(Damn, I hope I’m never trapped in a burning house with that guy.)
Another challenge with first person is that the narrator can only relate events that they experience directly. For instance, in the above example, the narrator can’t say, “Outside, two firetrucks turned the corner, their tires squealing.” Maybe he hears the squealing of the tires, the release of the air brakes as the trucks come to a stop, the pounding at the door, but he can’t see anything outside unless he takes time to go to the window (and why would he, with baby Sophie screaming upstairs?).
But even this can be carried too far, and writing in first person can become a whole exercise in epistemology, how we can know what we know. The aforementioned writing blog held that a first person narrator can’t just blush. “I blushed when Liz asked me why it had taken me so long to rescue the baby.” No, no, this writer believes, people can’t know when they’re blushing. This is where all those sensing verbs come from. To avoid this criticism, you might write, “I felt myself blushing.” Or, you could make it more sensory and write, “Warmth flooded my cheeks.” But I think people know when they’re blushing, and sometimes it’s okay to just say, “I blushed.”
With those mechanical challenges out of the way, we come to the major pitfall of first-person narrative: it traps a reader inside one character’s head for an entire book. This can be painful, as the 56% of readers who didn’t finish The Goldfinch know (and even some of us who did). Nothing can get through to the reader other than what the first-person narrator experiences directly. Even a third-person narrative with a single POV character has the advantage of bringing in events or scenes outside that character’s consciousness. The omniscient narrator can even become a character herself, as in Jane Austen’s novels. But first-person POV for an entire novel risks claustrophobia – the narrator better be darned interesting, or readers will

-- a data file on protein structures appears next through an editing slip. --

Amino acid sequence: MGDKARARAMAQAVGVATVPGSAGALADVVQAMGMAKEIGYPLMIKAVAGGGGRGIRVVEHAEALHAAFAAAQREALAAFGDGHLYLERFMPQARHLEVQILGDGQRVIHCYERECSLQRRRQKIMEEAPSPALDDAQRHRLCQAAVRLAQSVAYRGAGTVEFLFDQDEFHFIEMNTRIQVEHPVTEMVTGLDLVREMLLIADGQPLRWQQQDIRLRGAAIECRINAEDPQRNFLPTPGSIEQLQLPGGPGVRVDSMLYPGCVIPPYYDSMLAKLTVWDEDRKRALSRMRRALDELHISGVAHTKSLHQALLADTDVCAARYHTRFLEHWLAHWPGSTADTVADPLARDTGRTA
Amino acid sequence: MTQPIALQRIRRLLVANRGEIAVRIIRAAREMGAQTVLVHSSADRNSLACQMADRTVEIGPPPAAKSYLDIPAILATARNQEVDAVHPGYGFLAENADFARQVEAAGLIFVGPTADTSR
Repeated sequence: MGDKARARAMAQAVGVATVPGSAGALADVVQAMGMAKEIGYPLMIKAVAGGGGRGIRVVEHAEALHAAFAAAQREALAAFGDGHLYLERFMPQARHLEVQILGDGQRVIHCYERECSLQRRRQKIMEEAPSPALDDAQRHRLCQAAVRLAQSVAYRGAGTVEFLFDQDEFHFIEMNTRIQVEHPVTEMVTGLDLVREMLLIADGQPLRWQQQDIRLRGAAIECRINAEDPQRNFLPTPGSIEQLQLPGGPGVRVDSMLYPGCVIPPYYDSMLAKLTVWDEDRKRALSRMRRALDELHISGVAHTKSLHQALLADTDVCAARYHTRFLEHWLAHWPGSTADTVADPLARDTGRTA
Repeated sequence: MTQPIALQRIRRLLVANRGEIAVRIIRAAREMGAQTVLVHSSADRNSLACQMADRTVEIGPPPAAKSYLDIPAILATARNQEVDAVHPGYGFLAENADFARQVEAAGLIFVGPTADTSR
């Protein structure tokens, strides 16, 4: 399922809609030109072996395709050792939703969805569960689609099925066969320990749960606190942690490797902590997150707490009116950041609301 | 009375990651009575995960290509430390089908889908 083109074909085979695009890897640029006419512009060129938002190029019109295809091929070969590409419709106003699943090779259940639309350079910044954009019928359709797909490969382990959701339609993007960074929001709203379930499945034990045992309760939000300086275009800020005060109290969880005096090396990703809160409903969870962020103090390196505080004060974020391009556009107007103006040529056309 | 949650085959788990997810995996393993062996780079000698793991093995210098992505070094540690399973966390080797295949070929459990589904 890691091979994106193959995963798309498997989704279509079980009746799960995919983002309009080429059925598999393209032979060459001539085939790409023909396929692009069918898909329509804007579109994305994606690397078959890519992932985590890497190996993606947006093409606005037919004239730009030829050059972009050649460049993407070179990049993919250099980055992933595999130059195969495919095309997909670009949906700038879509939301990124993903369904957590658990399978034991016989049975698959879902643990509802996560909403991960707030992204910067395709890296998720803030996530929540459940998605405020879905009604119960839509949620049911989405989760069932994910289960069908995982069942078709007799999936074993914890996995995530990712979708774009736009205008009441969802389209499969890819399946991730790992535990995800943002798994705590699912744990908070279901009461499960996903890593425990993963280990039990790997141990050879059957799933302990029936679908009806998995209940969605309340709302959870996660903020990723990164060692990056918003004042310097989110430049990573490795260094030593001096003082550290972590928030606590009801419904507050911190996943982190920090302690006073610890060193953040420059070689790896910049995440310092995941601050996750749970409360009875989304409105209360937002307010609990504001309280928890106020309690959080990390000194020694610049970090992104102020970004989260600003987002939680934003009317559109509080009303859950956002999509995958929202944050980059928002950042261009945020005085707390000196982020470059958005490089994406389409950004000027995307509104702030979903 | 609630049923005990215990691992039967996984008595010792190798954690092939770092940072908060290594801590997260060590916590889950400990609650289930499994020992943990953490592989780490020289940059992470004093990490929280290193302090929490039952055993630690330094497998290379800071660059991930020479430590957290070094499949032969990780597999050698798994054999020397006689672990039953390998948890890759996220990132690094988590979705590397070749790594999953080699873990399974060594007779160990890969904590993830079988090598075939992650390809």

throw the book against a wall click to the next novel in their e-reader.
The standard antidote for this claustrophobia is to use the “split perspective” of memoir in first person narratives: the story is being told by an older narrator looking back at her younger self, even if she’s only older by a few days or weeks. The older self and the younger self amount to essentially two characters for the reader to live with, and also offer possibilities for dramatic irony, character growth, and foreshadowing.
Developing this split perspective takes effort, which is one reason first person is not necessarily easier than third. First, you have to decide how far in the future the narrator is telling the story. Is it immediately after the events of the narrative? Or is it many years later? Second, how much has the narrator changed since the events of the story, both because of those events and because of anything that has happened after?
John Irving used this technique in In One Person, starting with the very first paragraph: